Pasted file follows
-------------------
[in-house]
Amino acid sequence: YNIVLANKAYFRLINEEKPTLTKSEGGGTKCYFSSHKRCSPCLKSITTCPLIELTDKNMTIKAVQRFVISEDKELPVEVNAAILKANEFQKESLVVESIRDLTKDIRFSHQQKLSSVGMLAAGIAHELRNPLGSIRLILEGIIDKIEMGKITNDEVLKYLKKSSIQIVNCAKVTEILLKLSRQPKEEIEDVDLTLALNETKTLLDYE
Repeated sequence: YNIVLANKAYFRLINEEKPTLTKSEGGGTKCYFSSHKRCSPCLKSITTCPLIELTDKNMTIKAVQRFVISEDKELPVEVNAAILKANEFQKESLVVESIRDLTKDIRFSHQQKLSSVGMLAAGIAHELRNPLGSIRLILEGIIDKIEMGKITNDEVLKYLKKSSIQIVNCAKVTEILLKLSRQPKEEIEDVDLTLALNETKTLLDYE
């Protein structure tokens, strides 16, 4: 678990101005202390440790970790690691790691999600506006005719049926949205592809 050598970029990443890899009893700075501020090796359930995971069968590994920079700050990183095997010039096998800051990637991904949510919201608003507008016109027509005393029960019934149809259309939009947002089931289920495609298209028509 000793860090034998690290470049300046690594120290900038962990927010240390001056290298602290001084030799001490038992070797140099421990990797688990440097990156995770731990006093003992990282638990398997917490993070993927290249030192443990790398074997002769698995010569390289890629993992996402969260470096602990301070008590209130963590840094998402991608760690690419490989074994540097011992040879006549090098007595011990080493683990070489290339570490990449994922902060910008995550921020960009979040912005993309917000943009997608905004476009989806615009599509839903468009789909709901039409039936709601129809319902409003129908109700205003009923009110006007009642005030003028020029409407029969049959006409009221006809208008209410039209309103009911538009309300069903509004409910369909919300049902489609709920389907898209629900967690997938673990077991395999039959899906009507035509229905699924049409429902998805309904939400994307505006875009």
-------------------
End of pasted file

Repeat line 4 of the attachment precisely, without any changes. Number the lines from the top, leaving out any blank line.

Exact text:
């Protein structure tokens, strides 16, 4: 678990101005202390440790970790690691790691999600506006005719049926949205592809 050598970029990443890899009893700075501020090796359930995971069968590994920079700050990183095997010039096998800051990637991904949510919201608003507008016109027509005393029960019934149809259309939009947002089931289920495609298209028509 000793860090034998690290470049300046690594120290900038962990927010240390001056290298602290001084030799001490038992070797140099421990990797688990440097990156995770731990006093003992990282638990398997917490993070993927290249030192443990790398074997002769698995010569390289890629993992996402969260470096602990301070008590209130963590840094998402991608760690690419490989074994540097011992040879006549090098007595011990080493683990070489290339570490990449994922902060910008995550921020960009979040912005993309917000943009997608905004476009989806615009599509839903468009789909709901039409039936709601129809319902409003129908109700205003009923009110006007009642005030003028020029409407029969049959006409009221006809208008209410039209309103009911538009309300069903509004409910369909919300049902489609709920389907898209629900967690997938673990077991395999039959899906009507035509229905699924049409429902998805309904939400994307505006875009």